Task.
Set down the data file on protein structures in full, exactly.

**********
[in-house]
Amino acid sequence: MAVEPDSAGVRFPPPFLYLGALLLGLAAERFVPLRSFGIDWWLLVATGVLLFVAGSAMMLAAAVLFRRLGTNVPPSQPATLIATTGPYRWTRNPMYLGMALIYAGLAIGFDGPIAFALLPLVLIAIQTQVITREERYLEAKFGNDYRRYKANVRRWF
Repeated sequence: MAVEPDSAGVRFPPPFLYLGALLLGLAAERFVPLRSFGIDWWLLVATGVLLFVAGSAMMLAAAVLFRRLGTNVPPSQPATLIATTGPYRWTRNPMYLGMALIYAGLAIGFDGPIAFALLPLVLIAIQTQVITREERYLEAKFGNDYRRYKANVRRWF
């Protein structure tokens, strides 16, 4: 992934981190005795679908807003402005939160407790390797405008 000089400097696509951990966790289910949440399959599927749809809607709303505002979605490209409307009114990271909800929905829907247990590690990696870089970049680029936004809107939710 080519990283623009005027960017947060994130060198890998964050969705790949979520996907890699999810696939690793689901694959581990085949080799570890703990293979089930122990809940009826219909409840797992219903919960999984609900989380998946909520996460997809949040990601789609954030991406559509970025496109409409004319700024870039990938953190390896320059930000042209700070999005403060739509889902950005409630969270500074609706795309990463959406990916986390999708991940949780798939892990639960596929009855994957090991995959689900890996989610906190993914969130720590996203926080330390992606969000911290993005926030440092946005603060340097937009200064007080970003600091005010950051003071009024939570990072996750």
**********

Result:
[in-house]
Amino acid sequence: MAVEPDSAGVRFPPPFLYLGALLLGLAAERFVPLRSFGIDWWLLVATGVLLFVAGSAMMLAAAVLFRRLGTNVPPSQPATLIATTGPYRWTRNPMYLGMALIYAGLAIGFDGPIAFALLPLVLIAIQTQVITREERYLEAKFGNDYRRYKANVRRWF
Repeated sequence: MAVEPDSAGVRFPPPFLYLGALLLGLAAERFVPLRSFGIDWWLLVATGVLLFVAGSAMMLAAAVLFRRLGTNVPPSQPATLIATTGPYRWTRNPMYLGMALIYAGLAIGFDGPIAFALLPLVLIAIQTQVITREERYLEAKFGNDYRRYKANVRRWF
């Protein structure tokens, strides 16, 4: 992934981190005795679908807003402005939160407790390797405008 000089400097696509951990966790289910949440399959599927749809809607709303505002979605490209409307009114990271909800929905829907247990590690990696870089970049680029936004809107939710 080519990283623009005027960017947060994130060198890998964050969705790949979520996907890699999810696939690793689901694959581990085949080799570890703990293979089930122990809940009826219909409840797992219903919960999984609900989380998946909520996460997809949040990601789609954030991406559509970025496109409409004319700024870039990938953190390896320059930000042209700070999005403060739509889902950005409630969270500074609706795309990463959406990916986390999708991940949780798939892990639960596929009855994957090991995959689900890996989610906190993914969130720590996203926080330390992606969000911290993005926030440092946005603060340097937009200064007080970003600091005010950051003071009024939570990072996750």